Immunomodulation of Murine Leishmaniasis with Cyclosporin A
The fungal metabolite, cyclosporin A (CsA), is an undecapeptide with novel immunosuppressive effects as well as anti-parasitic and antiinflammatory properties (1,2). CsA is particularly effective in preventing activation of T helper and T cytotoxic cells at the induction phase of T cell responses both in vitro and in vivo (3). Although the mode of action of CsA is not yet entirely clear, it has been shown to inhibit the production of IL-2 and may have effects on other lymphoid communication signals and responsiveness (2–4). Cyclosporin A has been shown to have unexpected beneficial effects on certain parasitic infections in animal models of human disease. In murine malaria, cyclosporin A exhibited potent activity against P. yoelii and P. berghei when administered to mice either prophylactically or therapeutically (5,6). Furthermore, CsA also markedly inhibited the growth of Plasmodium falciparum in cultured human erythrocytes (6). In this work, both the therapeutic and prophylactic effects of the drug were thought to be due to the direct effect of the CsA on the Plasmodium parasites. Surprisingly, CsA also had protective effects in mice infected with the helminth Schistosoma mansoni. Animals were protected both from primary infections and secondary challenges (7,8). In these studies, however, no direct effect of the drug on the parasite was observed, and it was concluded that the drug evoked a stimulation of host mechanisms directed against the parasite (8). In contrast to these studies, CsA treatment of Trypanosoma cruzi infected mice was found to exacerbate the disease (9).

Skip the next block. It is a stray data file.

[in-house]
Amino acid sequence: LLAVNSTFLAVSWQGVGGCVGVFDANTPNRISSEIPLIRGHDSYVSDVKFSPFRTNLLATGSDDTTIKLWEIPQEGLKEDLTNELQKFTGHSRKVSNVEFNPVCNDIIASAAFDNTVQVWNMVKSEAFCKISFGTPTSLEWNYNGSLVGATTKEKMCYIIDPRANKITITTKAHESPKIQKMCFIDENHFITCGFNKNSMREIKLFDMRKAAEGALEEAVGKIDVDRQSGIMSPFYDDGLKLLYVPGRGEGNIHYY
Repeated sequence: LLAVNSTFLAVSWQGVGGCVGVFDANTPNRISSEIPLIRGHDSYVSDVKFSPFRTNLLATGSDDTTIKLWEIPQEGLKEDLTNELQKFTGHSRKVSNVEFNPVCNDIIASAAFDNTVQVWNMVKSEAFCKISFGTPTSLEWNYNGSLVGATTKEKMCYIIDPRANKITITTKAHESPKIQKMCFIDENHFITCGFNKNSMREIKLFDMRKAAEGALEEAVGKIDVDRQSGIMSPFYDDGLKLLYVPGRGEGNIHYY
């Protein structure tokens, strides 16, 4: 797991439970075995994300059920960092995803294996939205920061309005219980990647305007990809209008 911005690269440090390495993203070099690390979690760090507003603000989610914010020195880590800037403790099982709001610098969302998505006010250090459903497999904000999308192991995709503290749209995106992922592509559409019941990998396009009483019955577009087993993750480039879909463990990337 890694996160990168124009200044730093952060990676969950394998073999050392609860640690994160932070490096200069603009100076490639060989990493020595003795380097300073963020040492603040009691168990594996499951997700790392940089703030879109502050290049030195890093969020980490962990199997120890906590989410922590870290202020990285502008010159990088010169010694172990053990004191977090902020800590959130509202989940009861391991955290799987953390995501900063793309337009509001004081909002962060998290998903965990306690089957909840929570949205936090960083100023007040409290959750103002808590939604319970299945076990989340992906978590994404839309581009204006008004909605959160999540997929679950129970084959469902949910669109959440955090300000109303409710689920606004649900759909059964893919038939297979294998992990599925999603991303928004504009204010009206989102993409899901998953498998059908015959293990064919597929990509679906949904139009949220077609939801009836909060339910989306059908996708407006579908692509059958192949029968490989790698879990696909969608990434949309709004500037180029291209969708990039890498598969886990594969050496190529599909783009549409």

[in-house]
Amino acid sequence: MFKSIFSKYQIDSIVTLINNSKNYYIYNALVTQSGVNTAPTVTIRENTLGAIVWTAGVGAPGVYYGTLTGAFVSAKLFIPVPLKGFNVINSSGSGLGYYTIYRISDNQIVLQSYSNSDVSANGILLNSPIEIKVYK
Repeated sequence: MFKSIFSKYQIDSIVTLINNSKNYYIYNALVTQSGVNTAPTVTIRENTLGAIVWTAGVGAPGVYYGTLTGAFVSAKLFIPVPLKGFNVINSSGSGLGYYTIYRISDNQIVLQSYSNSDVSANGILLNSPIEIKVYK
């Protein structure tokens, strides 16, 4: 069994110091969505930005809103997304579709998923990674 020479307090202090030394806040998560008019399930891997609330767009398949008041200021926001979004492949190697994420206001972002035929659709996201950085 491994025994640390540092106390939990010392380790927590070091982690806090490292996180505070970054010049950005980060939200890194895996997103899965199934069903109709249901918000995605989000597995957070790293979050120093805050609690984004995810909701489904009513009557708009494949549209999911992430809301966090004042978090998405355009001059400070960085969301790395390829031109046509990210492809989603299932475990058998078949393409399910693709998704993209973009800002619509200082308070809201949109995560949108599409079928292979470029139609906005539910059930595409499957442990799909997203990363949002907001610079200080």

KeywordsCutaneous Leishmaniasis Trypanosoma Cruzi Infected Macrophage Microbicidal Activity Leishmania Promastigotes
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